If Tysons is going to become a destination, it’s going to need an Eiffel Tower — and slower, more pedestrian-friendly streets.
On the “Connect with County Leaders” podcast run by the Fairfax County Government, Deputy County Executive Rachel Flynn talked about the increasing importance of establishing a “destination” feeling with urban design to draw in a younger crowd.
“Millennials are deciding where they want to live before they get the job, then they move there and get the job,” Flynn said. “That’s the sign of a robust economy. So what can Fairfax do to say ‘we attracted that person?’ We don’t have an Eiffel Tower or a Chrysler building, but I think Tysons is the start of that.”
On its quest to become America’s next great city, Flynn said the area will have to be notable for something — presumably other than the historic Toilet Bowl building. Flynn referenced the example of San Francisco, noting that icons like the Golden Gate Bridge come to mind before any other details about the city.
But the other side of the coin to draw businesses and residents to Tysons, Flynn said, will be making the streets more walkable.
“We’re hearing that people want to walk more,” Flynn said. “They don’t want to be as car-dependent.”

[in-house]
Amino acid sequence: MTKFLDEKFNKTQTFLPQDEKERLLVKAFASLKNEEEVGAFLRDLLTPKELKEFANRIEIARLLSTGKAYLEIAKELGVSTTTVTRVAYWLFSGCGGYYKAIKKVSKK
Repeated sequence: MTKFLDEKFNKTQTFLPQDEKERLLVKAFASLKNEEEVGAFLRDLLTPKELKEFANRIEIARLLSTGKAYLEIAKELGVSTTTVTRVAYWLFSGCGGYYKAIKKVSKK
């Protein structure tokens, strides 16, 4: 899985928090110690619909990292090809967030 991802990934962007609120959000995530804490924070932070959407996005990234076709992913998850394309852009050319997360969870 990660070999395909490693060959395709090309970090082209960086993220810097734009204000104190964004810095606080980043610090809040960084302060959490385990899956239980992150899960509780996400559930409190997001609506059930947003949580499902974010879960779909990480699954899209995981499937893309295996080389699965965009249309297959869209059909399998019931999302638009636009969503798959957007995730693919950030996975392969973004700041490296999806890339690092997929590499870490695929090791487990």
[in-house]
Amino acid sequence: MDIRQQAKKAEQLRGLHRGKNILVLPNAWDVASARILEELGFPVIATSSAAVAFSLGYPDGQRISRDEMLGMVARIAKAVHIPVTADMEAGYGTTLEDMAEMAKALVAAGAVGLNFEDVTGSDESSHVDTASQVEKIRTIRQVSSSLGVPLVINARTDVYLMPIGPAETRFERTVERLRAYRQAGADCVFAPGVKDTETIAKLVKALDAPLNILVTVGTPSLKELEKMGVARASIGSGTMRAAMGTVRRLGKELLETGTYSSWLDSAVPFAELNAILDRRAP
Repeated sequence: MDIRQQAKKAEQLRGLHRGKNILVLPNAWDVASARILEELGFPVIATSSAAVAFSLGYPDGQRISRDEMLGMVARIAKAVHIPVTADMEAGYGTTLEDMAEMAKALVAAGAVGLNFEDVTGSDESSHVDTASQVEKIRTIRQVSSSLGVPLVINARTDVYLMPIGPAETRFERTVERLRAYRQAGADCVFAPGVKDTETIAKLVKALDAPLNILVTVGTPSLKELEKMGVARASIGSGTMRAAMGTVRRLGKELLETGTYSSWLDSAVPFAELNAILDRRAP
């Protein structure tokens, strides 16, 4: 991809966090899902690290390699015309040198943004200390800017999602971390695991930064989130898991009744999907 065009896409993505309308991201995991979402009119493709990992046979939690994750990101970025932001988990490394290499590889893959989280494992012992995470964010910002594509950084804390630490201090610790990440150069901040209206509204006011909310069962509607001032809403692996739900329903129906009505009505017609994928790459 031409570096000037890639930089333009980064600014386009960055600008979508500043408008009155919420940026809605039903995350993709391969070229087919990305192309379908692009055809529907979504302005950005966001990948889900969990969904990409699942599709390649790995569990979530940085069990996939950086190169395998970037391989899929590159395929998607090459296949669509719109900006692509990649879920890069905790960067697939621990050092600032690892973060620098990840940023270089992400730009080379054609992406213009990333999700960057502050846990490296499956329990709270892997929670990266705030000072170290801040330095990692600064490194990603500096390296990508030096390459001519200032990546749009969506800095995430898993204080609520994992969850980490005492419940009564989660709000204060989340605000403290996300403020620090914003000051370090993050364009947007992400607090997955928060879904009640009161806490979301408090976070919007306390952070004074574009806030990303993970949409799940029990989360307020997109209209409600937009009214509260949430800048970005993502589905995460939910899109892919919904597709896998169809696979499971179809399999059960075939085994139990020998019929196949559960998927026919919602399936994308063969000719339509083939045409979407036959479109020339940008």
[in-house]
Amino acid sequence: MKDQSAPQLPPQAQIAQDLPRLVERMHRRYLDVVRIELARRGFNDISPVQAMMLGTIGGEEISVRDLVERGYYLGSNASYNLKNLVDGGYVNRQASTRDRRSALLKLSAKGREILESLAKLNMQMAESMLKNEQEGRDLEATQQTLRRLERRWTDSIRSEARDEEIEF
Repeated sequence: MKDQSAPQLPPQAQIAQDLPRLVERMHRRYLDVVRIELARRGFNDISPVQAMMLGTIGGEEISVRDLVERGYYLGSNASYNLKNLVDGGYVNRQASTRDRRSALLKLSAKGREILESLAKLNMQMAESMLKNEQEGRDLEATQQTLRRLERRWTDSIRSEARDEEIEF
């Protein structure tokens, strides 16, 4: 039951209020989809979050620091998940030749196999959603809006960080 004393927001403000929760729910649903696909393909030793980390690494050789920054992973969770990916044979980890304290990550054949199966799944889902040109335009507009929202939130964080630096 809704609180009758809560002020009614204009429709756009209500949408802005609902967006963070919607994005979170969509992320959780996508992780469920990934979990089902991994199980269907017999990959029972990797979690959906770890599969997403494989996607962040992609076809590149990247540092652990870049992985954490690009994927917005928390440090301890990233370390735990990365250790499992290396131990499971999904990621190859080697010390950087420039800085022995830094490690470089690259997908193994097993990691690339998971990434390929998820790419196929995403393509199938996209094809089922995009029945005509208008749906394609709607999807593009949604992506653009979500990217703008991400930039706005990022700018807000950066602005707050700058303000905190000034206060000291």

But sometimes, Flynn noted, good pedestrian design can come at the cost of car-focused improvements, like more turn lanes. While Fairfax County has traditionally been built on its highways, Flynn said Tysons is going to need to continue switching to a more urban style street grid — specifically referencing Old Town Alexandria as a model for pedestrian-friendly design.
“Every time you add an extra right turn lane, someone is paying for that,” Flynn said. “Someone has to maintain that… and you just made a wider intersection for a pedestrian or cyclist, so maybe they don’t cross that street… Pedestrians know where they’re wanted, and that’s where they want to stay. So we need to slow down traffic and get more people out of their cars.”
For Tysons, Flynn said people should expect narrower lanes and slower traffic than they’d find in other parts of the county. Slower traffic, Flynn said, will not only add to pedestrian friendliness but will make retailers more likely to set up shop nearby.
“People are really drawn to a sense of place, that’s why Mosaic has been such a big hit and Tysons is becoming that way,” Flynn said. “People want to be at a place that feels good you have lots of choices of what to do.”
Photo via Fairfax County Government